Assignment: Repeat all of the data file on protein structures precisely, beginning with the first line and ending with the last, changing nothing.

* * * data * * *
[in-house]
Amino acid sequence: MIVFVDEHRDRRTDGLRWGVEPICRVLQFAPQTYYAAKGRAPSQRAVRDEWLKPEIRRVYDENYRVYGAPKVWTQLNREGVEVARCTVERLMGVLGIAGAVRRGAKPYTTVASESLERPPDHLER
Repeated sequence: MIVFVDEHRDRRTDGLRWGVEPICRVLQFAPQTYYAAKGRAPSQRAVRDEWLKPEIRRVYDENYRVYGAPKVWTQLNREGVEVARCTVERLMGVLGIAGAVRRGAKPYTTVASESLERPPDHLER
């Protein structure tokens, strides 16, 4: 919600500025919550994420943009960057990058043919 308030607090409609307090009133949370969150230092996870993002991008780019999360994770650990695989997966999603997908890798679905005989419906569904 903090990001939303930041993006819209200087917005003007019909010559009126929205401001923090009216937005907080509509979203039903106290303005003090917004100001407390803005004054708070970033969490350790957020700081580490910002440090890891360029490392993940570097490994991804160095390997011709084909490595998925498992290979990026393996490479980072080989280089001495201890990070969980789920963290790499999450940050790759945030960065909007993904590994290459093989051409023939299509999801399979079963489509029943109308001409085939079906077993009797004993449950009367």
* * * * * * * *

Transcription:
[in-house]
Amino acid sequence: MIVFVDEHRDRRTDGLRWGVEPICRVLQFAPQTYYAAKGRAPSQRAVRDEWLKPEIRRVYDENYRVYGAPKVWTQLNREGVEVARCTVERLMGVLGIAGAVRRGAKPYTTVASESLERPPDHLER
Repeated sequence: MIVFVDEHRDRRTDGLRWGVEPICRVLQFAPQTYYAAKGRAPSQRAVRDEWLKPEIRRVYDENYRVYGAPKVWTQLNREGVEVARCTVERLMGVLGIAGAVRRGAKPYTTVASESLERPPDHLER
């Protein structure tokens, strides 16, 4: 919600500025919550994420943009960057990058043919 308030607090409609307090009133949370969150230092996870993002991008780019999360994770650990695989997966999603997908890798679905005989419906569904 903090990001939303930041993006819209200087917005003007019909010559009126929205401001923090009216937005907080509509979203039903106290303005003090917004100001407390803005004054708070970033969490350790957020700081580490910002440090890891360029490392993940570097490994991804160095390997011709084909490595998925498992290979990026393996490479980072080989280089001495201890990070969980789920963290790499999450940050790759945030960065909007993904590994290459093989051409023939299509999801399979079963489509029943109308001409085939079906077993009797004993449950009367």